Academic journal article The Cato Journal

U.S. Decapitalization, Easy Money, and Asset Price Cycles

Academic journal article The Cato Journal

U.S. Decapitalization, Easy Money, and Asset Price Cycles

Article excerpt

In Matthew 25: 14-30, Jesus recounts the Parable of the Talents, the story of how the master goes away and leaves each of three servants with sums of money to look after in his absence, He then returns and holds them to account. The first two have invested wisely and give the master a good return, and he rewards them. The third, however, is a wicked servant who couldn't be bothered even to put the money in the bank where it could earn interest. Instead, he simply buried the money and gave his master a zero return. He is punished and thrown into the darkness where there is weeping and wailing and gnashing of teeth.

In the modern American version of the parable, the eternal truth of the original remains: Good stewardship is as important as it always was and there is still one master the American public (albeit in name only) who entrusts capital to the stewardship of his supposed servants. Instead of three, however, there are now only two: the Federal Reserve and the federal government. They are not especially wicked, but they certainly are incompetent. They run amok and manage to squander so much of their master's capital that he is ultimately ruined, and it is he rather than they who goes on to suffer an eternity of wailing and teeth-gnashing, not to mention impoverishment. For their part, the two incompetent servants deny all responsibility, as politicians always do, and since there is no accountability (let alone Biblical justice) in the modern version, ride off into the sunset insisting that none of this was their fault.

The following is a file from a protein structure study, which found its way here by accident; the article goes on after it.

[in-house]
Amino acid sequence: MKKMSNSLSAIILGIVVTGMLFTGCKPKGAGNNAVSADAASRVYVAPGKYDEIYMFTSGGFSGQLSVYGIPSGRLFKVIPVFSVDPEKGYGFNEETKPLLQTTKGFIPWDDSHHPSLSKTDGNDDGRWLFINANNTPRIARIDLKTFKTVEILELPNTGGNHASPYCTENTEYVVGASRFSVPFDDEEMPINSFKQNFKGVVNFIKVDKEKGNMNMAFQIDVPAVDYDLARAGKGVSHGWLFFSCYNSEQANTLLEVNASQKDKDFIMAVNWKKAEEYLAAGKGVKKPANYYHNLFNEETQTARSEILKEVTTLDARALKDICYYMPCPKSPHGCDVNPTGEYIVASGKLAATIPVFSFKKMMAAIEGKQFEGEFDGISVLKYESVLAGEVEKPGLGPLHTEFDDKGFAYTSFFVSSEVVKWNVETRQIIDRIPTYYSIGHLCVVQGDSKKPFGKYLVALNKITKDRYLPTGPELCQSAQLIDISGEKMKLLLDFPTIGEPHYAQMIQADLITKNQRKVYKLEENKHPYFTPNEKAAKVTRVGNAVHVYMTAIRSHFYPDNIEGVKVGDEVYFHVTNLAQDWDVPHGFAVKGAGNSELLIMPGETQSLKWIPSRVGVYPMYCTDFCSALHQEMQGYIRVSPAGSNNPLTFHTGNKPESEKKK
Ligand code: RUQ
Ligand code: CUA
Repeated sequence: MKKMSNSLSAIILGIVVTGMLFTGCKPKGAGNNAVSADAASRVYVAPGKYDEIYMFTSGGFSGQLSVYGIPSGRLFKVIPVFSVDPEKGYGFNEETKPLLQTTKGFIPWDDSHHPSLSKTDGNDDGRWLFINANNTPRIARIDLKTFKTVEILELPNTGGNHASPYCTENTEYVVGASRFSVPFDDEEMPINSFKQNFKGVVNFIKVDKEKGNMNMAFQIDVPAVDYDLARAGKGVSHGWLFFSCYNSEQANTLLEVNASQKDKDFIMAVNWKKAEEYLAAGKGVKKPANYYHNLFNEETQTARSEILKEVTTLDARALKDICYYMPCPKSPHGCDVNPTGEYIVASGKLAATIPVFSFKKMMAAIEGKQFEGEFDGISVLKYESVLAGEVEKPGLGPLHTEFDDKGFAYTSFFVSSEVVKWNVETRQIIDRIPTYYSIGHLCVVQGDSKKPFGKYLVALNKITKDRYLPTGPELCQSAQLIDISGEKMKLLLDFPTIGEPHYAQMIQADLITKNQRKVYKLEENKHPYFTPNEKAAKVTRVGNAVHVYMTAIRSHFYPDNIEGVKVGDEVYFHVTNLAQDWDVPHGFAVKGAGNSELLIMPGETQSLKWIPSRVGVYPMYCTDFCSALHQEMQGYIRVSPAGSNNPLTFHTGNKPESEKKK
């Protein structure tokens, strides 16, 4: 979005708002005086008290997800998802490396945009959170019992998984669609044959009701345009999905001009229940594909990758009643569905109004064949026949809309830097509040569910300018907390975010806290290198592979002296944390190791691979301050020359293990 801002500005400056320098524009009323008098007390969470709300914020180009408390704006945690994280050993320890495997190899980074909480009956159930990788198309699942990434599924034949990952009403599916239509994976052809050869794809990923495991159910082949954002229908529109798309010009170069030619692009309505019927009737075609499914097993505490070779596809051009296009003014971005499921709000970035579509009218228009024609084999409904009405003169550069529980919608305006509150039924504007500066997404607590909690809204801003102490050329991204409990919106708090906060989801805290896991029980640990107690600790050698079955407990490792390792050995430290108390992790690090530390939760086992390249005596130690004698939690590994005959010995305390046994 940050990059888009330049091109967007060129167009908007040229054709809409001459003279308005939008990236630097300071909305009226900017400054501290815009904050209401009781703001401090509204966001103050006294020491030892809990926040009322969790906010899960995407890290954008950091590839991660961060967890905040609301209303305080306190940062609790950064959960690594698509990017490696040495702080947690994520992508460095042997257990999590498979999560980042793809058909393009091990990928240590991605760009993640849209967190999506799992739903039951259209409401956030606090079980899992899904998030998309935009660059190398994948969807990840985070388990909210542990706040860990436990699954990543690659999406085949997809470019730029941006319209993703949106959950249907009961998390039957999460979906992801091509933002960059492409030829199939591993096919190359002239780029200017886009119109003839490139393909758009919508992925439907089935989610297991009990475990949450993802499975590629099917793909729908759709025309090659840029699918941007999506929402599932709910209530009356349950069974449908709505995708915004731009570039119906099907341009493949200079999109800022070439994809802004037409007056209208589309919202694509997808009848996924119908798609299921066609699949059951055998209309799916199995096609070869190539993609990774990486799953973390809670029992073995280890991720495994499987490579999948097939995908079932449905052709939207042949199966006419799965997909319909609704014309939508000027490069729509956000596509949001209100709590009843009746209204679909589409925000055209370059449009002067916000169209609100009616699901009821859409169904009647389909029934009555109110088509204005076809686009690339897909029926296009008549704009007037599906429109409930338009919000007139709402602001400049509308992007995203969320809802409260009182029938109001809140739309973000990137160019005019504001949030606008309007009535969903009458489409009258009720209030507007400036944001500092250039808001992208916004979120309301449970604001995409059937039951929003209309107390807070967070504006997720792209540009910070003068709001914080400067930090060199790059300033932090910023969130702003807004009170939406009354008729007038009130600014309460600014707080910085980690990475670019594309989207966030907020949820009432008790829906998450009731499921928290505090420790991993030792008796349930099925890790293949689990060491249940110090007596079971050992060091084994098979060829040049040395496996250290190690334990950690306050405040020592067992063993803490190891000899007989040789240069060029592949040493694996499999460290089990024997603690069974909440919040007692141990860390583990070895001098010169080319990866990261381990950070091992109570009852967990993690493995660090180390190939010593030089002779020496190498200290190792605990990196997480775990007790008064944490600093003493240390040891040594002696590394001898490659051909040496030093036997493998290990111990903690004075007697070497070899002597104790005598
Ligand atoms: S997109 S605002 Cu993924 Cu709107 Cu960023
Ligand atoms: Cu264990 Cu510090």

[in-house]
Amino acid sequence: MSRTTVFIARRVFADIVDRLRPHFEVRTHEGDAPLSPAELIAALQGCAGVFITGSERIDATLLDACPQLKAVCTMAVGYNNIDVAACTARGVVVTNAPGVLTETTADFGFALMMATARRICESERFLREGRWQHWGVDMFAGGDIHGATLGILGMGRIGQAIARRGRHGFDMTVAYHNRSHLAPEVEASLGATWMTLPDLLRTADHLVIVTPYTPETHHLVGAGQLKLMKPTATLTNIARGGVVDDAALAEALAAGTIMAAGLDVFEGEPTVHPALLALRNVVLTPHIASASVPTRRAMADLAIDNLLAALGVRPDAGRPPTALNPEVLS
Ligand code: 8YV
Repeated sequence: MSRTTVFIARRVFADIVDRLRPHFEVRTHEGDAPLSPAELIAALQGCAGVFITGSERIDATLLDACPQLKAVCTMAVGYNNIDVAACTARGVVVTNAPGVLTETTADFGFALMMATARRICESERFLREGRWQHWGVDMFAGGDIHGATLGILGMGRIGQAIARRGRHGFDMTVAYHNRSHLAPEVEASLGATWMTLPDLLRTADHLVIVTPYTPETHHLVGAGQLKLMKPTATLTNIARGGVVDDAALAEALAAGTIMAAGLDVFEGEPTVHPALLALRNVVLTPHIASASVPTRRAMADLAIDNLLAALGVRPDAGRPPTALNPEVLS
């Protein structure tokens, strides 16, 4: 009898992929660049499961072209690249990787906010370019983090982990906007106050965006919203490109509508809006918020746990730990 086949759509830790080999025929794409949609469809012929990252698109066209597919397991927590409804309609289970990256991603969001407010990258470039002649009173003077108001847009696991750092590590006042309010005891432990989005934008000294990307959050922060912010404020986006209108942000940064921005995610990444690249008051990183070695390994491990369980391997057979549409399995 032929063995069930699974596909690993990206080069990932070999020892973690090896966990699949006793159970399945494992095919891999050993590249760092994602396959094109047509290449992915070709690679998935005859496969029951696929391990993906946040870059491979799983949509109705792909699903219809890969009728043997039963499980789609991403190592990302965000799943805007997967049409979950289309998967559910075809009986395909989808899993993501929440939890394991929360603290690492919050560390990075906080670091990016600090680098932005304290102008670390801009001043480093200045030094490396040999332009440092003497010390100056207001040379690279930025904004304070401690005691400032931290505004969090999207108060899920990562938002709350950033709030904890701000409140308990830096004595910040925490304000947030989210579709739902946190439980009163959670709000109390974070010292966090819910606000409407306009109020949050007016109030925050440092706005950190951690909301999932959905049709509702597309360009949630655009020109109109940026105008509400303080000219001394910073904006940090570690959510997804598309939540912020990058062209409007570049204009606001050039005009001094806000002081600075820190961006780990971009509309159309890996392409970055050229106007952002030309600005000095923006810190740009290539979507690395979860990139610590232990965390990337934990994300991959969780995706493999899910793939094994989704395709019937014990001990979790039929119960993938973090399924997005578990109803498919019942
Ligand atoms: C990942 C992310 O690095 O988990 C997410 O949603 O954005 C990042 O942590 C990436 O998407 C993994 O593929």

U.S. Asset Bubbles: Past and Present

The story starts with the Federal Reserve. Since October 1979, under Paul Volcker's chairmanship, the Fed's primary monetary policy goal had been the fight against inflation, a fight he went on to win though at great cost. Given this background, many monetarists were alarmed by Fed Chairman Alan Greenspan's formal abandonment of monetarism in July 1993, but a subsequent tightening of policy in 1994-95 had caused satisfactory amounts of distress on Wall Street and seemed to indicate that the overall thrust of policy had not in fact changed.

The great change in U.S. monetary policy, so far as it can be dated, came early in 1995. In his biannual Humphrey-Hawkins testimony to Congress on February 22-23, Greenspan indicated that his program of rate rises, the last to a 6 percent Fed funds rate on February 1st that year, had ended. Elliptical as ever, Greenspan's hint of easing was veiled: "There may come a time when we hold our policy stance unchanged, or even ease, despite adverse price data, should we see that underlying forces are acting ultimately to reduce price pressures" (Greenspan 1995: 17). The Dow Jones Index rose above 4,000 the following day, and was off to the races.

By December 5, 1996, the Dow was already at 6,400, and Greenspan famously expressed his doubts about the market's "irrational exuberance." Nonetheless, he did nothing tangible to reinforce his skepticism and pushed interest rates generally downward over the next three years. In July 1997, he then came up with an explanation of why the high stock market might not be so excessive after all. In his usual Delphic manner, he remarked that "important pieces of information, while just suggestive at this point, could be read as indicating basic improvements in the longer-term efficiency of our economy" (Greenspan 1997: 2). The press seized on these utterances as confirming a "productivity miracle" that turned out later (like its predecessors the Philips curve and the Loch Ness monster) to be a myth, but not before it gave a nice boost to tech stocks in particular, which positively boomed. Only in 1999 did Greenspan begin to take action, pushing Fed funds rate upward to an eventual peak of 6.5 percent in 2000, by which time tech stock prices had reached stratospheric levels and then soon crashed.

The cycle then repeated. In January 2001, Greenspan began a series of interest rate cuts that saw the Fed funds rate fall to 1 percent in 2003, its lowest since 1961. …

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